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Mental health, like physical health, can sometimes be poor, and mental health problems and disorders are common. At some point in their lives, almost everyone experiences mental health symptoms that temporarily impair their ability to function.

The most common symptoms are stress and sleep problems. Short-term mental ill-being is quite normal, as are normal reactions to everyday life, such as the grief after losing a loved one.

A mental health disorder is a state where mental symptoms are long-lasting and severe enough to cause significant impairment of functioning and daily life. Mental disorders are diagnosed illnesses. Diagnosis is always based on a medical examination and assessment.

Two psychiatric classification systems are used to diagnose mental disorders: the ICD system, developed by the World Health Organisation, and the DSM system, developed by the American Psychiatric Association.

One in five men and more than one in three women among students suffer from a mental disorder. Mental disorders often first appear in adolescence. Around one-half of mental health disorders in adults has emerged before the age of 14 and an estimated three out of four before the age of 24.


Early identification and treatment of a mental disorder is important to maintain quality of life and reduce the harm caused by the illness. There is no shame in seeking help and support, and it is worth seeking it when you or a loved one has concerns. Mental health care for university students is provided by the Finnish Student Health Service (YTHS) Other students can contact their local student health services or municipal mental health services for mental health issues.

Treatment for mental health disorders is always planned on an individual basis. The most common types of treatment can be divided into biological and psychosocial treatments. The most common biological treatment is medication. Psychosocial treatment includes counselling, psychotherapy, and various rehabilitation methods to support the patient’s functional capacity. A combination of medication and psychosocial treatment has been shown to produce good results.

It is possible to rehabilitate and recover even from serious long-term psychiatric illnesses. Recovery is often a long process. However, life with a mental health disorder can be as varied and meaningful as it is for anyone else.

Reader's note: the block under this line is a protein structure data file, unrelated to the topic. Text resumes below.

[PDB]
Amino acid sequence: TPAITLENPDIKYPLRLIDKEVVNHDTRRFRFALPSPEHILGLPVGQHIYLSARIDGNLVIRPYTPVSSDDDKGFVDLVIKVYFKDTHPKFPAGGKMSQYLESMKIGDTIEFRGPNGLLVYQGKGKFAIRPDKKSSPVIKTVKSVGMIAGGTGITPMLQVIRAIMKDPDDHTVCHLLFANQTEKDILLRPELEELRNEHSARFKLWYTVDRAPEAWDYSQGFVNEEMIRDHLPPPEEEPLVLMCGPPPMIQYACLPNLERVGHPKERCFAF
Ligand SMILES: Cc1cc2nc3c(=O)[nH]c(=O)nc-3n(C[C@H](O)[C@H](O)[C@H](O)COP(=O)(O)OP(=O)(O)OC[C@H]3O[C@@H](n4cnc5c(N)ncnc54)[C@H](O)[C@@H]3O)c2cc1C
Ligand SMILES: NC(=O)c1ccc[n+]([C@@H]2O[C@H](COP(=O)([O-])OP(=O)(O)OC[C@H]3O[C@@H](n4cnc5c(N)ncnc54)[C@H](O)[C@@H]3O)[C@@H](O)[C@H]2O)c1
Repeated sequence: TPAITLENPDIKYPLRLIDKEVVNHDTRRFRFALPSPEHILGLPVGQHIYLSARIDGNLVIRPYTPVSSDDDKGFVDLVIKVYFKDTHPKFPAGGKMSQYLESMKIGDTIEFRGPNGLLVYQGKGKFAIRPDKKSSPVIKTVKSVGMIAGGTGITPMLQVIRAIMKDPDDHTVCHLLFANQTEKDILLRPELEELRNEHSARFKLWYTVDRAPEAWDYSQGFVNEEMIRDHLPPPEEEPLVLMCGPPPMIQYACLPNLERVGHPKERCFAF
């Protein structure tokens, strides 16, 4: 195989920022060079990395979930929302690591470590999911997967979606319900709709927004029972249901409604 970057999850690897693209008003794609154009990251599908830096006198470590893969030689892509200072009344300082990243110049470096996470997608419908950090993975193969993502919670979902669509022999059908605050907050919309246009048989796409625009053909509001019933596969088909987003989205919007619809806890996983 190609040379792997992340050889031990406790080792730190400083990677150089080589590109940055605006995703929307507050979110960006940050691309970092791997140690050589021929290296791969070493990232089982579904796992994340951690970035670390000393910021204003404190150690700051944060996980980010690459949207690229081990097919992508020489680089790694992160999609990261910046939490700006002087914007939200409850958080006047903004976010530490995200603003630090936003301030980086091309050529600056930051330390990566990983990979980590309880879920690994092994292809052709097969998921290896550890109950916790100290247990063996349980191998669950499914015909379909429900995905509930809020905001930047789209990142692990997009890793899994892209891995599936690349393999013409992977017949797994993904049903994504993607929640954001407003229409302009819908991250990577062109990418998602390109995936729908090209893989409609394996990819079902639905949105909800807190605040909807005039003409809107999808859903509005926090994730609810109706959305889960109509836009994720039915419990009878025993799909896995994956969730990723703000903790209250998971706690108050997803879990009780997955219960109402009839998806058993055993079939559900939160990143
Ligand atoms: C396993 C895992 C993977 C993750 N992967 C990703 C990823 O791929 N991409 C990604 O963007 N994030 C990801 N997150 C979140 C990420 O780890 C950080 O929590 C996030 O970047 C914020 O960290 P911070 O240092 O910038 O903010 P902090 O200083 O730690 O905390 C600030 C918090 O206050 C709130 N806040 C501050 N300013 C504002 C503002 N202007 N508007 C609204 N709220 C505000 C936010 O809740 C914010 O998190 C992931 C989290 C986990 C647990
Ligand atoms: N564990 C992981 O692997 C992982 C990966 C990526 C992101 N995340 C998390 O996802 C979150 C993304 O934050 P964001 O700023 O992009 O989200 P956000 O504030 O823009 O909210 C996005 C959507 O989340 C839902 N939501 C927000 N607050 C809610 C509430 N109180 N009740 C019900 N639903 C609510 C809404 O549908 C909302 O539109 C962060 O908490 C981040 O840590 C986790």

The way other people and the environment treat mental disorders is essential for recovery. Mental health problems may be feared, and it can be difficult for many people to encounter someone with a serious mental health disorder. Information about mental health disorders can help dispel prejudices and change attitudes. We have a shared responsibility to change our attitudes for the positive.


Psychosis is a condition in which a person’s sense of reality is impaired and they have considerable difficulty in distinguishing between what is real and what is not. The most common manifestations of impaired reality are delusions or hallucinations.

Schizophrenia is the most common form of psychosis, or mental illness. It is a serious and complex psychiatric illness that often begins in young adulthood. It is characterised by fragmented thoughts, scarcity of emotional expression, and bizarre behaviour. Schizophrenia involves withdrawal and isolation, and the social functioning of the sufferer is significantly impaired.

Schizophrenia affects about 1% of the population.

Other psychosis disorders include delusional disorder, short-term psychosis, and schizoaffective disorder. Substance abuse or a physical illness such as dementia can also trigger psychotic symptoms.


Substance dependencies are classified as mental health disorders. An addiction can develop for a variety of substances. These include alcohol, cannabis, opiates, amphetamines, and benzodiazepines.

The main symptoms of substance dependency are a compulsion to use the substance and a craving for use. The most common symptom is difficulty in controlling the initiation, amount, or cessation of substance use. Substance use often continues despite the health-related, social and economic impairments it causes. Prolonged dependence can displace self-care, hobbies, relationships, study, or work.

Substance dependency is often associated with the development of a physiological addiction, where a person has a heightened tolerance to the effects of the substance or experiences varying degrees of withdrawal symptoms in the days following cessation. Withdrawal syndrome often causes a person to continue to use harmful substances. Access to treatment may be complicated by an inability to recognise or acknowledge the symptoms and impairments of addiction.

It is estimated that there are around half a million people in Finland whose alcohol consumption is above the risk limit of excessive consumption. Around 4% of the population is addicted to alcohol. There is no precise data on the number of drug addicts, but it is estimated that between 0.55% and 0.9% of the population aged 15 to 64 in Finland are problem users of amphetamines and opioids.